Blood in your pee? See your GP urges health team at county council

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Health experts at East Sussex County Council (ESCC) are supporting the national Be Clear on Cancer campaign and urge residents who notice blood in their urine to take immediate action.

The Public Health team at ESCC is lending its support to the national Be Clear on Cancer campaign which runs until November 23, and advise ‘check your pee and Be Clear on Cancer.’

In Hastings in 2012 there were 37 cases of bladder or kidney cancer and 11 deaths registered, whilst in Rother 50 cases were registered and 21 deaths.

In the same year the county as a whole had 211 cases of bladder or kidney cancer registered; the number of registered deaths from these cancers totalled 113.

Cynthia Lyons, ESCC’s Public Health Director said the message is simple: “Act quickly if you spot blood in your pee. “Blood in your urine can be caused by a number of things, but it could be something as serious as bladder or kidney cancer.

“That is why we are urging anyone who notices blood to contact their GP immediately. The quicker you act, the better your chances of beating the disease.”

Each year around 17,000 people in England are diagnosed with bladder or kidney cancer and approximately 7,500 die from these diseases. Cases are rare in people under the age of 50 but the risk increases with age.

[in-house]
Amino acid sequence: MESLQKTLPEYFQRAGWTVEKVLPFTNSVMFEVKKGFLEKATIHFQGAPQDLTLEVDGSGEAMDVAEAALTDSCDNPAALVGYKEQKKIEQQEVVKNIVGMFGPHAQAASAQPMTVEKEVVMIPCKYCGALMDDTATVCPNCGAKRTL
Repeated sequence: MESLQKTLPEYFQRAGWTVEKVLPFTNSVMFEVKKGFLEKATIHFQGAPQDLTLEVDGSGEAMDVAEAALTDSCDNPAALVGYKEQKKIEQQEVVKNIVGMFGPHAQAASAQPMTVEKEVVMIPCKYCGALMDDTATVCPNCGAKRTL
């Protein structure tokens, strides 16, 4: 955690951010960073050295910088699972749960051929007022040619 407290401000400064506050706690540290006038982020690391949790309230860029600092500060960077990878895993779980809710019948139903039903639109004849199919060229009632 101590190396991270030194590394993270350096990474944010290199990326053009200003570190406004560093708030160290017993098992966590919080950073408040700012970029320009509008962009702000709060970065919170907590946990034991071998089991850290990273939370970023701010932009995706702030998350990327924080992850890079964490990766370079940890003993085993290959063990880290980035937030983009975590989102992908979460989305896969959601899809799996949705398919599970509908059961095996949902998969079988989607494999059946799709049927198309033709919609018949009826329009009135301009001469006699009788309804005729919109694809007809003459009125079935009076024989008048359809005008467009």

If bladder and kidney cancers are diagnosed at the earliest stage survival rates are as high as 96 per cent, at a late stage that drops as low as 33 per cent.

Ms Lyons said by acting quickly hundreds of lives could be saved. She said: “It is estimated that around 1,0004 deaths from bladder and kidney cancers could be avoided in England every year.

“If you, or someone you know, have experienced blood in your pee – even if it only happened once – seek medical help as soon as possible and avoid becoming a statistic.”

Other symptoms of bladder cancer can include needing to pee very often or very suddenly and pain while peeing.

Symptoms of kidney cancer can include a pain below the ribs that doesn’t go away or a lump in the stomach.

For more information on bladder and kidney cancers visit the website at: www.nhs.uk/bloodinpee